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Urinary Incontinence

By: Dr. Debra Primovic

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Urinary incontinence is the loss of voluntary control of urination. Normal urination requires that the nerves and muscles of the bladder are working properly. Urinary incontinence sometimes may be confused with inappropriate urination. Inappropriate urination often is a behavioral problem. Diagnostic tests may be needed to distinguish between urinary incontinence and inappropriate urinations.

Probably the most common form of incontinence in cats is called "primary sphincter mechanism" incontinence and is thought to be caused by weakness of the urethral muscle. It is most common in middle-aged medium- to large-size spayed female cats.

Urinary incontinence can have neurogenic and non-neurogenic causes.

  • Neurogenic causes of incontinence include those that are caused by abnormalities of parts of the nervous system involved in regulation of urination.

  • Non-neurogenic causes of incontinence include congenital problems (abnormalities present at birth) such as a misplaced ureteral opening (ectopic ureter), over-distension of the bladder due to partial obstruction, hormone-responsive incontinence, and incontinence associated with urinary tract infection.

    What To Watch For

  • Dribbling of urine
  • Finding of wet spots where the pet was sleeping
  • Irritated skin from contact with urine

    Finding wet spots in the house does not necessarily imply that the pet is incontinent. Pets with increased thirst and increased urination may urinate in the house due to increased urine volume and not being able to get to the litter box in time.

    Straining while urinating and blood in the urine suggest other disorders such as bacterial cystitis or bladder stones.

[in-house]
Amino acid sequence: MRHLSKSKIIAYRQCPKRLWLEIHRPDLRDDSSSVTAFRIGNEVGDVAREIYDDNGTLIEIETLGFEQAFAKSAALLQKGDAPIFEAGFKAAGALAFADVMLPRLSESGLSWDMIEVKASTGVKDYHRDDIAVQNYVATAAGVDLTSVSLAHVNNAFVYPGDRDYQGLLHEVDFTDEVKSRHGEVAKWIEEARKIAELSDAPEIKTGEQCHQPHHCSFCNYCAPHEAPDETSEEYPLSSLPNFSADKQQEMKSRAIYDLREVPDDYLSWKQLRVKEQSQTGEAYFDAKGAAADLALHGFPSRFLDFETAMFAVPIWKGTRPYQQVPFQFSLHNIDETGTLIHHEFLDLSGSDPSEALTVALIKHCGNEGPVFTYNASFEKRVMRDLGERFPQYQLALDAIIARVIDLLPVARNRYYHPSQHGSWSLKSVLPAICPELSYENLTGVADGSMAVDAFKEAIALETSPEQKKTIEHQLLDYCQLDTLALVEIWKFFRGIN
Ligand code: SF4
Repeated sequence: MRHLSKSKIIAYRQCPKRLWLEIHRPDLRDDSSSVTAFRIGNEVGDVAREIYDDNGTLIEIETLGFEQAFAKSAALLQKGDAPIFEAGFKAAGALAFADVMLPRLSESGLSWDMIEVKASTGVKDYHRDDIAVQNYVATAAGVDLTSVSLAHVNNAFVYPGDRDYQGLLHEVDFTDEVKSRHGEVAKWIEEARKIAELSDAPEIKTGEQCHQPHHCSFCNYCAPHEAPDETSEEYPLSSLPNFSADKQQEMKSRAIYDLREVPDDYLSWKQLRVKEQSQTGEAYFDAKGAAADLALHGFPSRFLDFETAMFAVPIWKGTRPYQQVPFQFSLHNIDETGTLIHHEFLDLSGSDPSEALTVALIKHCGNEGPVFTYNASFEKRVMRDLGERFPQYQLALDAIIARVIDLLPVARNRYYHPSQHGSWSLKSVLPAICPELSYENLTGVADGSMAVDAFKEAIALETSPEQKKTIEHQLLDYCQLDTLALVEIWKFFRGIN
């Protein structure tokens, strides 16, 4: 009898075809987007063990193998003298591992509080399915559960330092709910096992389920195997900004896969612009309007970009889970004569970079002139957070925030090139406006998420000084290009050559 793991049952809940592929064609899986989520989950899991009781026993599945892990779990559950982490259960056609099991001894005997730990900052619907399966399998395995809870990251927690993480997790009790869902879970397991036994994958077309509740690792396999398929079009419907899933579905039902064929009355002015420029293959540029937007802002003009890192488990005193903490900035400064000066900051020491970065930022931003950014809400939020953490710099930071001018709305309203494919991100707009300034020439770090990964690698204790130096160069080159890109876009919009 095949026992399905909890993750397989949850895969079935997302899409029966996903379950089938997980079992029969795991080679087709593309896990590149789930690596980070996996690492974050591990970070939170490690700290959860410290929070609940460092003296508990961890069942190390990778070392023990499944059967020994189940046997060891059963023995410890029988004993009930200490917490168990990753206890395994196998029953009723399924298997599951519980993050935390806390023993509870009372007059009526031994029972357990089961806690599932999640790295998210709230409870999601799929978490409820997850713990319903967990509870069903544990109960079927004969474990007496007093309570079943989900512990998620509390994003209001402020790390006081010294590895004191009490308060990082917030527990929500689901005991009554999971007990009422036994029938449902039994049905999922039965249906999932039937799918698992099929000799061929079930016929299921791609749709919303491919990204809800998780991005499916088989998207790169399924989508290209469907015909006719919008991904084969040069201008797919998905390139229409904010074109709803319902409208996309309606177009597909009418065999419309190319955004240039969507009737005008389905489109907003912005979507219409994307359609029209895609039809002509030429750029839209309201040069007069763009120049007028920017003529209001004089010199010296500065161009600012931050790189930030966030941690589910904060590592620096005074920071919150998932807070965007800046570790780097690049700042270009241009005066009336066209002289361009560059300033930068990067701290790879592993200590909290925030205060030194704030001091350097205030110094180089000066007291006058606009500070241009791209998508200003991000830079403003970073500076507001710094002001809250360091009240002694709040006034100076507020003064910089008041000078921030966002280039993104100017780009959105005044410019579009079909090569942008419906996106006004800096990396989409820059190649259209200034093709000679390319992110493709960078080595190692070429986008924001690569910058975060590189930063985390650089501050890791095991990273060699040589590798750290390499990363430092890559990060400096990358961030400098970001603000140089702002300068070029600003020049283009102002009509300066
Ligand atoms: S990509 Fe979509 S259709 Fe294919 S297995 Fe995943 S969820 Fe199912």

Diagnostic tests must be performed to confirm the diagnosis of urinary incontinence and exclude other diseases that may cause similar symptoms such as urinary tract infection or urolithiasis (stones or calculi). Tests may include:

  • Complete medical history and physical examination, including palpation of the abdomen

  • Urinalysis to evaluate for presence of white cells, red cells, and bacteria

  • Urine culture and sensitivity to evaluate for presence of bacterial urinary tract infection

  • A complete blood count and serum biochemistry tests to evaluate the pet's general health and function of other body systems

  • Plain abdominal X-rays to evaluate for stones

  • Contrast dye studies to evaluate for congenital abnormalities and bladder position

  • In difficult cases, special physiologic studies of urination (urethral pressure profile, cystometrogram) may be recommended. These tests will require referral to a specialist.


    Whenever possible treatment for urinary incontinence will be determined by the underlying cause. Definitive treatment involves elimination of the underlying cause of the urinary incontinence. Examples include correction of an anatomic defect, removal of a neurologic lesion, relief of partial obstruction, effective treatment of a urinary tract infection.

    In many cases, the cause of incontinence remains unknown after all diagnostic tests have been performed. In this instance, urinary incontinence must be treated symptomatically. The drug phenylpropanolamine is commonly used to treat urinary incontinence thought to be caused by weakness of urethral muscle ("sphincter mechanism incompetence").

    Home Care and Prevention

    Administer medications prescribed by your veterinarian to your pet as directed. Allow your pet free access to fresh clean water and frequent opportunities to urinate. Make sure the bedding is clean and dry.

    Follow-up with your veterinarian for examinations and urinalysis. If your pet has an inadequate response to treatment, additional tests may be necessary to identify the cause of the incontinence.

    Contact your veterinarian if you notice any signs of urinary tract infection (e.g. straining, blood in the urine) or urinary obstruction (e.g. painful urinations, frequent unsuccessful attempts to urinate).

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